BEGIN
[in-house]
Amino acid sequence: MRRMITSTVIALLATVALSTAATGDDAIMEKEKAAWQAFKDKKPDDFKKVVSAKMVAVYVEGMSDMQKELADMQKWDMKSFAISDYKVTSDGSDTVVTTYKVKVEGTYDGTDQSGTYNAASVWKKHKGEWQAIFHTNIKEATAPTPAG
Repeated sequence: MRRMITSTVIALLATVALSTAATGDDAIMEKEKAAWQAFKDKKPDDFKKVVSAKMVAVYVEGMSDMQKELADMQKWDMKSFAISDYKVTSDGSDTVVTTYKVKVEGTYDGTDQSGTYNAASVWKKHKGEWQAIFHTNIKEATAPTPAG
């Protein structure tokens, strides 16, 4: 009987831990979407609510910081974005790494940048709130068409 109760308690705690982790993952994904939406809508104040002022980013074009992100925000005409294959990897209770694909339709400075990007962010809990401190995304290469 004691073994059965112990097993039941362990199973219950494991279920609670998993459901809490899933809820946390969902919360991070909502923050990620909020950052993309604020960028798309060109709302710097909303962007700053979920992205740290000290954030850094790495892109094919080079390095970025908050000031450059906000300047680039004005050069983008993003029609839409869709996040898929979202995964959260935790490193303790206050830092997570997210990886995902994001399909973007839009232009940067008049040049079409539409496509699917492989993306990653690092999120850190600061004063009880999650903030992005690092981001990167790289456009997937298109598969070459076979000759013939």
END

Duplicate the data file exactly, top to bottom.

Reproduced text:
[in-house]
Amino acid sequence: MRRMITSTVIALLATVALSTAATGDDAIMEKEKAAWQAFKDKKPDDFKKVVSAKMVAVYVEGMSDMQKELADMQKWDMKSFAISDYKVTSDGSDTVVTTYKVKVEGTYDGTDQSGTYNAASVWKKHKGEWQAIFHTNIKEATAPTPAG
Repeated sequence: MRRMITSTVIALLATVALSTAATGDDAIMEKEKAAWQAFKDKKPDDFKKVVSAKMVAVYVEGMSDMQKELADMQKWDMKSFAISDYKVTSDGSDTVVTTYKVKVEGTYDGTDQSGTYNAASVWKKHKGEWQAIFHTNIKEATAPTPAG
């Protein structure tokens, strides 16, 4: 009987831990979407609510910081974005790494940048709130068409 109760308690705690982790993952994904939406809508104040002022980013074009992100925000005409294959990897209770694909339709400075990007962010809990401190995304290469 004691073994059965112990097993039941362990199973219950494991279920609670998993459901809490899933809820946390969902919360991070909502923050990620909020950052993309604020960028798309060109709302710097909303962007700053979920992205740290000290954030850094790495892109094919080079390095970025908050000031450059906000300047680039004005050069983008993003029609839409869709996040898929979202995964959260935790490193303790206050830092997570997210990886995902994001399909973007839009232009940067008049040049079409539409496509699917492989993306990653690092999120850190600061004063009880999650903030992005690092981001990167790289456009997937298109598969070459076979000759013939």